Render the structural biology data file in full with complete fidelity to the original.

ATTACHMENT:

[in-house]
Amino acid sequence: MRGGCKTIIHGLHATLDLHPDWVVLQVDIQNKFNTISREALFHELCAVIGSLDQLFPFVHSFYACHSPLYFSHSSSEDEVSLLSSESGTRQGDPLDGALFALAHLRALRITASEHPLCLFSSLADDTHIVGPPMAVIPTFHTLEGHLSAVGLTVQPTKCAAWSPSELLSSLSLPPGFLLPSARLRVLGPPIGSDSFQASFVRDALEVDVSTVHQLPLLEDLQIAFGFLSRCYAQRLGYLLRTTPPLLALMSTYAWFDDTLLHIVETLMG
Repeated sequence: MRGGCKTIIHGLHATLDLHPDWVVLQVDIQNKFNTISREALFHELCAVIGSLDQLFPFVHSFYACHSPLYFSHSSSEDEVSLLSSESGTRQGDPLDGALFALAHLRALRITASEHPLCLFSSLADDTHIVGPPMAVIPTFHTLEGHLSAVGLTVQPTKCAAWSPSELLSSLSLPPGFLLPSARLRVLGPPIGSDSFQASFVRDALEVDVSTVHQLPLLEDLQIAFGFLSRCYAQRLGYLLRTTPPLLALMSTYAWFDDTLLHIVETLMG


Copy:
[in-house]
Amino acid sequence: MRGGCKTIIHGLHATLDLHPDWVVLQVDIQNKFNTISREALFHELCAVIGSLDQLFPFVHSFYACHSPLYFSHSSSEDEVSLLSSESGTRQGDPLDGALFALAHLRALRITASEHPLCLFSSLADDTHIVGPPMAVIPTFHTLEGHLSAVGLTVQPTKCAAWSPSELLSSLSLPPGFLLPSARLRVLGPPIGSDSFQASFVRDALEVDVSTVHQLPLLEDLQIAFGFLSRCYAQRLGYLLRTTPPLLALMSTYAWFDDTLLHIVETLMG
Repeated sequence: MRGGCKTIIHGLHATLDLHPDWVVLQVDIQNKFNTISREALFHELCAVIGSLDQLFPFVHSFYACHSPLYFSHSSSEDEVSLLSSESGTRQGDPLDGALFALAHLRALRITASEHPLCLFSSLADDTHIVGPPMAVIPTFHTLEGHLSAVGLTVQPTKCAAWSPSELLSSLSLPPGFLLPSARLRVLGPPIGSDSFQASFVRDALEVDVSTVHQLPLLEDLQIAFGFLSRCYAQRLGYLLRTTPPLLALMSTYAWFDDTLLHIVETLMG